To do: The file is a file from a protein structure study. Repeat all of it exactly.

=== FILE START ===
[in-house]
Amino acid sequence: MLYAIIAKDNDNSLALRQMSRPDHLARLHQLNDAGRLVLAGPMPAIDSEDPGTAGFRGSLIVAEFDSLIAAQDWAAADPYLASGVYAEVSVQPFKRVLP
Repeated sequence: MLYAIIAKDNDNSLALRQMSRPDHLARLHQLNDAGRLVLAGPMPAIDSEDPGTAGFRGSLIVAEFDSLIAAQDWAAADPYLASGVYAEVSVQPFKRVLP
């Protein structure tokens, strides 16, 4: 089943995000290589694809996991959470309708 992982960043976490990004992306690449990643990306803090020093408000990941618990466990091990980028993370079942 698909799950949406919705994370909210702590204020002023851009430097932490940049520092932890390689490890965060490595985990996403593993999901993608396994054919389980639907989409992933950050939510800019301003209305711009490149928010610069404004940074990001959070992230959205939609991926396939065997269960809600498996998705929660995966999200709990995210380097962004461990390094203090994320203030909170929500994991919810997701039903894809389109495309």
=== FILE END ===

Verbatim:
[in-house]
Amino acid sequence: MLYAIIAKDNDNSLALRQMSRPDHLARLHQLNDAGRLVLAGPMPAIDSEDPGTAGFRGSLIVAEFDSLIAAQDWAAADPYLASGVYAEVSVQPFKRVLP
Repeated sequence: MLYAIIAKDNDNSLALRQMSRPDHLARLHQLNDAGRLVLAGPMPAIDSEDPGTAGFRGSLIVAEFDSLIAAQDWAAADPYLASGVYAEVSVQPFKRVLP
């Protein structure tokens, strides 16, 4: 089943995000290589694809996991959470309708 992982960043976490990004992306690449990643990306803090020093408000990941618990466990091990980028993370079942 698909799950949406919705994370909210702590204020002023851009430097932490940049520092932890390689490890965060490595985990996403593993999901993608396994054919389980639907989409992933950050939510800019301003209305711009490149928010610069404004940074990001959070992230959205939609991926396939065997269960809600498996998705929660995966999200709990995210380097962004461990390094203090994320203030909170929500994991919810997701039903894809389109495309």